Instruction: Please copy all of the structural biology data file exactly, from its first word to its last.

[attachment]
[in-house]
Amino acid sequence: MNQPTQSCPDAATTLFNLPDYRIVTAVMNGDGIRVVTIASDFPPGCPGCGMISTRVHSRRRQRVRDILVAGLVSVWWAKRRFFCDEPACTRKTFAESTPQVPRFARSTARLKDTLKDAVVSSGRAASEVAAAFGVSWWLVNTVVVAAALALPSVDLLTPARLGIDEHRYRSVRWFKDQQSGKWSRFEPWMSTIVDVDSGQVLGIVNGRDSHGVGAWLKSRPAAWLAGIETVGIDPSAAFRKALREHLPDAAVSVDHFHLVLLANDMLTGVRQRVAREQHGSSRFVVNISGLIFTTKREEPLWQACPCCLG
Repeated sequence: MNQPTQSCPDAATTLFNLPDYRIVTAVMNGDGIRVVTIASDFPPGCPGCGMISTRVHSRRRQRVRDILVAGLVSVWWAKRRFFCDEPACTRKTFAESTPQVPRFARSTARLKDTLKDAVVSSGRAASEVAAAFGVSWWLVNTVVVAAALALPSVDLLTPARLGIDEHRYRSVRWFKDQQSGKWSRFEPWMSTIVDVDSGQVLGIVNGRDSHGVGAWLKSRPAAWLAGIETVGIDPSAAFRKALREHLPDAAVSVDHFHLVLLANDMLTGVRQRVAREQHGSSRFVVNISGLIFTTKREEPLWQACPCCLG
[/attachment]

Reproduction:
[in-house]
Amino acid sequence: MNQPTQSCPDAATTLFNLPDYRIVTAVMNGDGIRVVTIASDFPPGCPGCGMISTRVHSRRRQRVRDILVAGLVSVWWAKRRFFCDEPACTRKTFAESTPQVPRFARSTARLKDTLKDAVVSSGRAASEVAAAFGVSWWLVNTVVVAAALALPSVDLLTPARLGIDEHRYRSVRWFKDQQSGKWSRFEPWMSTIVDVDSGQVLGIVNGRDSHGVGAWLKSRPAAWLAGIETVGIDPSAAFRKALREHLPDAAVSVDHFHLVLLANDMLTGVRQRVAREQHGSSRFVVNISGLIFTTKREEPLWQACPCCLG
Repeated sequence: MNQPTQSCPDAATTLFNLPDYRIVTAVMNGDGIRVVTIASDFPPGCPGCGMISTRVHSRRRQRVRDILVAGLVSVWWAKRRFFCDEPACTRKTFAESTPQVPRFARSTARLKDTLKDAVVSSGRAASEVAAAFGVSWWLVNTVVVAAALALPSVDLLTPARLGIDEHRYRSVRWFKDQQSGKWSRFEPWMSTIVDVDSGQVLGIVNGRDSHGVGAWLKSRPAAWLAGIETVGIDPSAAFRKALREHLPDAAVSVDHFHLVLLANDMLTGVRQRVAREQHGSSRFVVNISGLIFTTKREEPLWQACPCCLG